Corsages and boutonnieres add elegance to a celebration, wedding or formal dance. A corsage is worn by a woman, either on the left side of the dress or on the wrist, and the boutonniere is worn by the man on his left lapel. The colors and designs of the flowers either match or accent each other and unify the couple for the occasion.
Definition of Boutonniere
The word, boutonniere comes from the French, but the English call it the “buttonhole.” The boutonniere usually is one flower bud or single flower that can stand alone, or be surrounded by greenery, filler or ribbon. This is worn by a man. Traditionally the flower was looped through the lapel buttonhole on the left side of a man’s tuxedo or suit coat. If the jacket does not have the buttonhole, then the flower is pinned on the lapel.
Definition of Corsage
The word corsage comes from the French word for bodice. Corsages are usually three or more clusters of flowers and can be arranged with greenery, filler and ribbon. The corsage is an arrangement of flowers worn by a woman on the left side of her dress. It can also be a wrist corsage, where the flowers are attached to a wide ribbon or elastic band worn on the wrist.
People started wearing wreaths and garlands in the Grecian-Roman era, and continued through the middle ages. In the 18th century the English adapted the practice and introduced the nosegay and boutonniere to help ward off evil spirits and repel infectious disease. It also helps ease the bad smells that were found in various parts of the culture. Eventually it became a fashion statement. In the 1940s, Hollywood leading men put on the boutonniere to go out and it caught on for a time as a gentleman’s accessory. Now both boutonnieres and corsages are worn at weddings, proms and other formal occasions.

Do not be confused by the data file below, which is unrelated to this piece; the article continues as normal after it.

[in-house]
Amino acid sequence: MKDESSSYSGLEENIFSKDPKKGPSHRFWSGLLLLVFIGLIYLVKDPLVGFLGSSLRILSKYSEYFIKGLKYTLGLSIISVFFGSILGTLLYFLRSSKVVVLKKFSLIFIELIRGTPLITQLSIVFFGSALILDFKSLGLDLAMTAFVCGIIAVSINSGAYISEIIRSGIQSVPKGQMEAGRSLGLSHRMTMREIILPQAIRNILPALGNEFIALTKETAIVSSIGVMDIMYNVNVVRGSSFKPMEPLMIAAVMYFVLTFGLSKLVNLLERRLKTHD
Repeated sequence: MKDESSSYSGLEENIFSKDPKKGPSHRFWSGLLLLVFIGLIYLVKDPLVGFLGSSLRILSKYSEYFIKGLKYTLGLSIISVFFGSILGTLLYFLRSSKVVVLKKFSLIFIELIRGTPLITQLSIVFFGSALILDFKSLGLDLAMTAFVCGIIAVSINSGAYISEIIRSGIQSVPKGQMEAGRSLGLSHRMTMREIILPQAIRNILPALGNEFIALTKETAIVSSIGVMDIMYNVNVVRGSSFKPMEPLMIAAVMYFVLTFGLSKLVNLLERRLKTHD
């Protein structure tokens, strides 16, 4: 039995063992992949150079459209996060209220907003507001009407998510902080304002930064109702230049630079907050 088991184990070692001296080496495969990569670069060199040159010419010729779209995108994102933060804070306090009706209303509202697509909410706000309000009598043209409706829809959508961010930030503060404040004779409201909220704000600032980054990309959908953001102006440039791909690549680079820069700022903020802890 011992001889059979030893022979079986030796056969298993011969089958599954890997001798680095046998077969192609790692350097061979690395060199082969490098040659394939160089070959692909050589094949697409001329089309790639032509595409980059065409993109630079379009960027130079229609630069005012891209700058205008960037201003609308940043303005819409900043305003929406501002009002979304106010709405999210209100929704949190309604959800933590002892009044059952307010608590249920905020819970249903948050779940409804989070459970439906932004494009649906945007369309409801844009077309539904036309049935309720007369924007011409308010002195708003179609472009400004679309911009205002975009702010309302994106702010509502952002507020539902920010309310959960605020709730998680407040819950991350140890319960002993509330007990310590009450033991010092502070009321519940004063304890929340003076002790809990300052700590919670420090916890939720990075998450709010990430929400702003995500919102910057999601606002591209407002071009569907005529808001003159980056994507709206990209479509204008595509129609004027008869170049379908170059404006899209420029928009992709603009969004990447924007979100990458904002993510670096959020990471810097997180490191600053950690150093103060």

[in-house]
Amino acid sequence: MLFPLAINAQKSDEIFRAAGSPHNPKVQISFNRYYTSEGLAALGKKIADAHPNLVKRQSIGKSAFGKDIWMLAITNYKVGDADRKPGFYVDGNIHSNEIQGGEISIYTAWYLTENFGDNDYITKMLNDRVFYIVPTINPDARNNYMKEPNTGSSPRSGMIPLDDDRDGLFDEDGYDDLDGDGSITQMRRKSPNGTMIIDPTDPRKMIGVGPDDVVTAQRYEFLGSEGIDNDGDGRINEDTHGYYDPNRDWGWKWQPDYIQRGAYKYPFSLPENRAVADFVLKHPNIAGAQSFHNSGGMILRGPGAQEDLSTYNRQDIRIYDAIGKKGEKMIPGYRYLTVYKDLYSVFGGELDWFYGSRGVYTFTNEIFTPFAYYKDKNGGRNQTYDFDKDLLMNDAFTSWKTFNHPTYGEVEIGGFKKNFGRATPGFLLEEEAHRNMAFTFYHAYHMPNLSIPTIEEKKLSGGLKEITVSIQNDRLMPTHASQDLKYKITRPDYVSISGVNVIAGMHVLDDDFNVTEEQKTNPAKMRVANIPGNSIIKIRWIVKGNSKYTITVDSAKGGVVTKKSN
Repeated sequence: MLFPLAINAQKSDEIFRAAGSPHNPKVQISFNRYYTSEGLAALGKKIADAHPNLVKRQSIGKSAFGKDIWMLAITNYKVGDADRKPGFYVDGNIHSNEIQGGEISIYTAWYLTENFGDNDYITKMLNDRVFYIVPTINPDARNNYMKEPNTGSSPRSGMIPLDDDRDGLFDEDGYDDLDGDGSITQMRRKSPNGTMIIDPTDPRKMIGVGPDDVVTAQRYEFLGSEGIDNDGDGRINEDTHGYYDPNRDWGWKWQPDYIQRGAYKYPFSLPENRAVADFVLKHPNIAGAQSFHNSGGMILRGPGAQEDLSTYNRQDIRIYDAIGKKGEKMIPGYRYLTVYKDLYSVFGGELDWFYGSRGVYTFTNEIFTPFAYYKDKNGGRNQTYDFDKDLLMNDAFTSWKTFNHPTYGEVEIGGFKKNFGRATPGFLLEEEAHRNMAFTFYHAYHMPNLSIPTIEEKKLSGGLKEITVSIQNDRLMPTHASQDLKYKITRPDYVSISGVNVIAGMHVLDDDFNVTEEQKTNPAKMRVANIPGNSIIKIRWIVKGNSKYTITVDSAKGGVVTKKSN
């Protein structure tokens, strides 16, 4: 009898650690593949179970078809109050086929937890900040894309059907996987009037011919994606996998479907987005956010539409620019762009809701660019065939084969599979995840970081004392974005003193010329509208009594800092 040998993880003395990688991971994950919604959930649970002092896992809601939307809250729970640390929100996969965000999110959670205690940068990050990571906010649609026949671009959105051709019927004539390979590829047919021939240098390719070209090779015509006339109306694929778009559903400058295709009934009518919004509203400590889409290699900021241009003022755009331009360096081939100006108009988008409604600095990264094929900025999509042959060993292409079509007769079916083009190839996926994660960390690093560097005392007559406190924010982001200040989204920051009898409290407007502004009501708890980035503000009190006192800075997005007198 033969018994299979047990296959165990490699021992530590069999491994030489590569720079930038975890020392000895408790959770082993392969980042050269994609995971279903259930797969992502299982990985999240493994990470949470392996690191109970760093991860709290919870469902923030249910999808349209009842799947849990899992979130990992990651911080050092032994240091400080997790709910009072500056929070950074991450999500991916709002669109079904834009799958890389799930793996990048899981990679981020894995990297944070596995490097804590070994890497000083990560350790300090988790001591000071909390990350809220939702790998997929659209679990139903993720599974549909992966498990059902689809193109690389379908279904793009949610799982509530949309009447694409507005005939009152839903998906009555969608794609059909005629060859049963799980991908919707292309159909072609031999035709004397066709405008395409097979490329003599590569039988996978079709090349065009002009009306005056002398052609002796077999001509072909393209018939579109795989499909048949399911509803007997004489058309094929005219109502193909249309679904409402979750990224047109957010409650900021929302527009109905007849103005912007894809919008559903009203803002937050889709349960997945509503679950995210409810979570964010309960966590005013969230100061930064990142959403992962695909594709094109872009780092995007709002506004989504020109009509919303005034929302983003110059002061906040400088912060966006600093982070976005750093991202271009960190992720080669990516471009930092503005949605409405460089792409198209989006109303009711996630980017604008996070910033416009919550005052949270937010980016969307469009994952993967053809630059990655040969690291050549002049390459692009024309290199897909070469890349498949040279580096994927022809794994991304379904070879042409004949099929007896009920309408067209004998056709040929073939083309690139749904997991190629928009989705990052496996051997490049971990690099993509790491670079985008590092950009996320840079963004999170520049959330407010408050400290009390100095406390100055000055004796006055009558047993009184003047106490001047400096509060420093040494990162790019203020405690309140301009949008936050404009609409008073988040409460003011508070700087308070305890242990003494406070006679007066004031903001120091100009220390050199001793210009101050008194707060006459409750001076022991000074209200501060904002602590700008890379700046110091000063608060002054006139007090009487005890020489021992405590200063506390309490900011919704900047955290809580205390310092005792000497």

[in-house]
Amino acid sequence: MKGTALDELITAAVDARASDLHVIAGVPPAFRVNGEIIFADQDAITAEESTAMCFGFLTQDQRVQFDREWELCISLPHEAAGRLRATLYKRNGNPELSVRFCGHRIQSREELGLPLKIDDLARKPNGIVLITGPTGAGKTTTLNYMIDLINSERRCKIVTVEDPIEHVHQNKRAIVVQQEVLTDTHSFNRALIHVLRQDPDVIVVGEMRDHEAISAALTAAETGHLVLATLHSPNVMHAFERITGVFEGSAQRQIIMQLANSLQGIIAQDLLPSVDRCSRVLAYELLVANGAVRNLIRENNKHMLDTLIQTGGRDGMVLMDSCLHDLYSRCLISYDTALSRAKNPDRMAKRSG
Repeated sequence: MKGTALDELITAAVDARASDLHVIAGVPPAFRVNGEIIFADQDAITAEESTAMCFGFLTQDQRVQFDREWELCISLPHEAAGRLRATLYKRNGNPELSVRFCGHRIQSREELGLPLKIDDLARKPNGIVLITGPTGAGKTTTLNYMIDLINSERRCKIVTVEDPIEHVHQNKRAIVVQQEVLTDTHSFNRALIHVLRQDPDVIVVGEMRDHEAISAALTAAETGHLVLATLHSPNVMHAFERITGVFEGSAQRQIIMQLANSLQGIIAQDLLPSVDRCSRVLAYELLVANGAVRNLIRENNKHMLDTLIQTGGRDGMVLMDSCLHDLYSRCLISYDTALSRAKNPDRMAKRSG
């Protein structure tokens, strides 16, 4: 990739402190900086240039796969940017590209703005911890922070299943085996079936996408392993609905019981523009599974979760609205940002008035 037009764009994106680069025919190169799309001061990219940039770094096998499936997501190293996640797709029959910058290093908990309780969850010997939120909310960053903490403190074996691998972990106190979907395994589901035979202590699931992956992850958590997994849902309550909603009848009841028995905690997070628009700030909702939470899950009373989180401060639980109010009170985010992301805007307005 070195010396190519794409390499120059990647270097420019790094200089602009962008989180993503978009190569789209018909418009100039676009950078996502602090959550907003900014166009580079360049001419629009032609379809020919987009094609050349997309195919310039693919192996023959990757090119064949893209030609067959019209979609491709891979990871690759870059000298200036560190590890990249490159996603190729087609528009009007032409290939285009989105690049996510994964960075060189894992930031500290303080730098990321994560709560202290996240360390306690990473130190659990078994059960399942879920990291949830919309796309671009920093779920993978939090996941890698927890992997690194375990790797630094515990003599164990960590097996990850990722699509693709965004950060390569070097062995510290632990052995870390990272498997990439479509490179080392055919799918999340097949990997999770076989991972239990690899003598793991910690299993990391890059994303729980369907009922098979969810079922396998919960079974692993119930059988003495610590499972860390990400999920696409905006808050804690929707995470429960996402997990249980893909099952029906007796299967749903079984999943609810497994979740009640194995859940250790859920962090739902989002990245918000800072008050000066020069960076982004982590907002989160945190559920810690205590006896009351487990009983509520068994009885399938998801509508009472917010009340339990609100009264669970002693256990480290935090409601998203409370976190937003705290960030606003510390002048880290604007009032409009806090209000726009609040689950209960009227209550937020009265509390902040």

Kinds of Flowers
In earlier decades the majority of corsages and boutonnieres were made up of carnations and gardenias. Currently the popular choices include sweetheart (mini) or standard roses, orchids, lilies, stephanotis, tulips and other small flowers such as cornflowers and freesia. To make a fashion statement today, some men are designing contemporary boutonnieres out of metal, herbs or “found” objects.
Most boutonnieres should be as large as a golf ball. If the single flower is small, it can be enhanced by greens, berries, baby’s breath or other filler. Most floral designers suggest a corsage be an odd number of flowers; either three or five, depending on the size of the flowers. An odd number is more aesthetically pleasing to the eye.
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Nellene Teubner Plouffe is a writer who started her journalism career as a reporter and columnist for the "Orange County Register" newspaper in 1992. In 1995, Teubner Plouffe received a first-place award in column writing from the California Newspaper Publishers’ Association. She graduated with a Bachelor of Arts in sociology from the University of California, Santa Barbara.